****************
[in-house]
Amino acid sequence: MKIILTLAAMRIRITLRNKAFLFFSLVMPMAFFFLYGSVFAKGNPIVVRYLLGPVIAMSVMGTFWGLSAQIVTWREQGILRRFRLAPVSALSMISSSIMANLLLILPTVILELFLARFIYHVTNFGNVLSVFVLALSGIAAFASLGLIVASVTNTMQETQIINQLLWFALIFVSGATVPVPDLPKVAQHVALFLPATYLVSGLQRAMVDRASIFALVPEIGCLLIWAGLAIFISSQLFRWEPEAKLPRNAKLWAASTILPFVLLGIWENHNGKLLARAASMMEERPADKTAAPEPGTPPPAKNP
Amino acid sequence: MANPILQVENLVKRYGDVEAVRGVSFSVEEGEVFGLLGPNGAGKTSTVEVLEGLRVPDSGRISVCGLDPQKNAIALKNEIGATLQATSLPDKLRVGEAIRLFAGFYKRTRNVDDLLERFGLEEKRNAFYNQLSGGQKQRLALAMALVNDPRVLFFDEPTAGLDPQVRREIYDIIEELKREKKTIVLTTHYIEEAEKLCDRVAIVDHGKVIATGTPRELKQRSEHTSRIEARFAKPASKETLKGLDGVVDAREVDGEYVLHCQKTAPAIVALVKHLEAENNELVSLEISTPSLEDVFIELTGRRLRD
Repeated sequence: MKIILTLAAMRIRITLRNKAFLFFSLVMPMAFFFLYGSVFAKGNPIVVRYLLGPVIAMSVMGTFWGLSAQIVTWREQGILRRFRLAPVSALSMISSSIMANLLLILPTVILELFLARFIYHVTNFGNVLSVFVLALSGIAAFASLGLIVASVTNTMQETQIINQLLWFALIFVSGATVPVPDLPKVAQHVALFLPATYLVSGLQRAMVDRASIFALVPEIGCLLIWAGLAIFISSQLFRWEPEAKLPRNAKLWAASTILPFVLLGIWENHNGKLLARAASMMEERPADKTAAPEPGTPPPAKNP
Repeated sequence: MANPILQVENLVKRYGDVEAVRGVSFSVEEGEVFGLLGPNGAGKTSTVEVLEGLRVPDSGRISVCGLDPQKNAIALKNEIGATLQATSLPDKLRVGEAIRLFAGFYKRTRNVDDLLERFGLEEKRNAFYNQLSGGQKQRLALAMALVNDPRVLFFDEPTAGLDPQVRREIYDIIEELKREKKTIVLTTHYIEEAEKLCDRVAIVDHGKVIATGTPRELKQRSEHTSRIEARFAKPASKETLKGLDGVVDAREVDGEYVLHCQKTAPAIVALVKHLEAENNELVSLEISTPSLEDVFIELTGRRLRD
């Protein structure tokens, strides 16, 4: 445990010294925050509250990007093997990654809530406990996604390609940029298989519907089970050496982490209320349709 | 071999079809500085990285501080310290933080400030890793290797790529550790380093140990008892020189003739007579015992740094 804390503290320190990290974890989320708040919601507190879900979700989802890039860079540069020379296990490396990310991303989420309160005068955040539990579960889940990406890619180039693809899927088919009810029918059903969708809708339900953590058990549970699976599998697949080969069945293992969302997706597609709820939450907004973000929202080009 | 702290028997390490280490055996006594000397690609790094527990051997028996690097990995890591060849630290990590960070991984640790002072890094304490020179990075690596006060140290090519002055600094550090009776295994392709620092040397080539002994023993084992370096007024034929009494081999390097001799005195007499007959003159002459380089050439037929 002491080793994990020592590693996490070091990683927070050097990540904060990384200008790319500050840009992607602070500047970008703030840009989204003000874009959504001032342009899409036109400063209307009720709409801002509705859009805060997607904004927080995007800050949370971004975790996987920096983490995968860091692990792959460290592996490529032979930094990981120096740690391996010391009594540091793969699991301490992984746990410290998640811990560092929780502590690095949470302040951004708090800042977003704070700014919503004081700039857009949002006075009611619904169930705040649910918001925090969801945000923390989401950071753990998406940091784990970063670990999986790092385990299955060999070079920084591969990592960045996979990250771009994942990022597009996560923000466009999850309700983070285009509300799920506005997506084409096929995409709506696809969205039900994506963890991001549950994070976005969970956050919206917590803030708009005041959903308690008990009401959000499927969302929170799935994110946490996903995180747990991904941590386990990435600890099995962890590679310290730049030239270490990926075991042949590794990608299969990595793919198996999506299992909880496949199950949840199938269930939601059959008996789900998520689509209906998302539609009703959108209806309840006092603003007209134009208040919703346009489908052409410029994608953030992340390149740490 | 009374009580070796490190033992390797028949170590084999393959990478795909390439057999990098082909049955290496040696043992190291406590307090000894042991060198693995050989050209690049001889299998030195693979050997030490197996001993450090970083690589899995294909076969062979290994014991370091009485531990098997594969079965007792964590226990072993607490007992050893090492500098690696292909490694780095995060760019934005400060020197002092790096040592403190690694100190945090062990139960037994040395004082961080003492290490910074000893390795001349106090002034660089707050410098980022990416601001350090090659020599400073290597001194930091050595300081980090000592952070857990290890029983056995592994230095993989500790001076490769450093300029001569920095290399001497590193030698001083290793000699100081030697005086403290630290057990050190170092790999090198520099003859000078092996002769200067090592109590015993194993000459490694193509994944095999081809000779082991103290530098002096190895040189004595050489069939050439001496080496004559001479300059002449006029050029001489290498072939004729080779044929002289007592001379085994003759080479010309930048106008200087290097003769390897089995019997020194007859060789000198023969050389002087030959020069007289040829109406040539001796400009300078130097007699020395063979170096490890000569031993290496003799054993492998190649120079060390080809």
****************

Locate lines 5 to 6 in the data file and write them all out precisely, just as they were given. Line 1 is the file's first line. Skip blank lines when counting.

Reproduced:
Repeated sequence: MANPILQVENLVKRYGDVEAVRGVSFSVEEGEVFGLLGPNGAGKTSTVEVLEGLRVPDSGRISVCGLDPQKNAIALKNEIGATLQATSLPDKLRVGEAIRLFAGFYKRTRNVDDLLERFGLEEKRNAFYNQLSGGQKQRLALAMALVNDPRVLFFDEPTAGLDPQVRREIYDIIEELKREKKTIVLTTHYIEEAEKLCDRVAIVDHGKVIATGTPRELKQRSEHTSRIEARFAKPASKETLKGLDGVVDAREVDGEYVLHCQKTAPAIVALVKHLEAENNELVSLEISTPSLEDVFIELTGRRLRD
């Protein structure tokens, strides 16, 4: 445990010294925050509250990007093997990654809530406990996604390609940029298989519907089970050496982490209320349709 | 071999079809500085990285501080310290933080400030890793290797790529550790380093140990008892020189003739007579015992740094 804390503290320190990290974890989320708040919601507190879900979700989802890039860079540069020379296990490396990310991303989420309160005068955040539990579960889940990406890619180039693809899927088919009810029918059903969708809708339900953590058990549970699976599998697949080969069945293992969302997706597609709820939450907004973000929202080009 | 702290028997390490280490055996006594000397690609790094527990051997028996690097990995890591060849630290990590960070991984640790002072890094304490020179990075690596006060140290090519002055600094550090009776295994392709620092040397080539002994023993084992370096007024034929009494081999390097001799005195007499007959003159002459380089050439037929 002491080793994990020592590693996490070091990683927070050097990540904060990384200008790319500050840009992607602070500047970008703030840009989204003000874009959504001032342009899409036109400063209307009720709409801002509705859009805060997607904004927080995007800050949370971004975790996987920096983490995968860091692990792959460290592996490529032979930094990981120096740690391996010391009594540091793969699991301490992984746990410290998640811990560092929780502590690095949470302040951004708090800042977003704070700014919503004081700039857009949002006075009611619904169930705040649910918001925090969801945000923390989401950071753990998406940091784990970063670990999986790092385990299955060999070079920084591969990592960045996979990250771009994942990022597009996560923000466009999850309700983070285009509300799920506005997506084409096929995409709506696809969205039900994506963890991001549950994070976005969970956050919206917590803030708009005041959903308690008990009401959000499927969302929170799935994110946490996903995180747990991904941590386990990435600890099995962890590679310290730049030239270490990926075991042949590794990608299969990595793919198996999506299992909880496949199950949840199938269930939601059959008996789900998520689509209906998302539609009703959108209806309840006092603003007209134009208040919703346009489908052409410029994608953030992340390149740490 | 009374009580070796490190033992390797028949170590084999393959990478795909390439057999990098082909049955290496040696043992190291406590307090000894042991060198693995050989050209690049001889299998030195693979050997030490197996001993450090970083690589899995294909076969062979290994014991370091009485531990098997594969079965007792964590226990072993607490007992050893090492500098690696292909490694780095995060760019934005400060020197002092790096040592403190690694100190945090062990139960037994040395004082961080003492290490910074000893390795001349106090002034660089707050410098980022990416601001350090090659020599400073290597001194930091050595300081980090000592952070857990290890029983056995592994230095993989500790001076490769450093300029001569920095290399001497590193030698001083290793000699100081030697005086403290630290057990050190170092790999090198520099003859000078092996002769200067090592109590015993194993000459490694193509994944095999081809000779082991103290530098002096190895040189004595050489069939050439001496080496004559001479300059002449006029050029001489290498072939004729080779044929002289007592001379085994003759080479010309930048106008200087290097003769390897089995019997020194007859060789000198023969050389002087030959020069007289040829109406040539001796400009300078130097007699020395063979170096490890000569031993290496003799054993492998190649120079060390080809």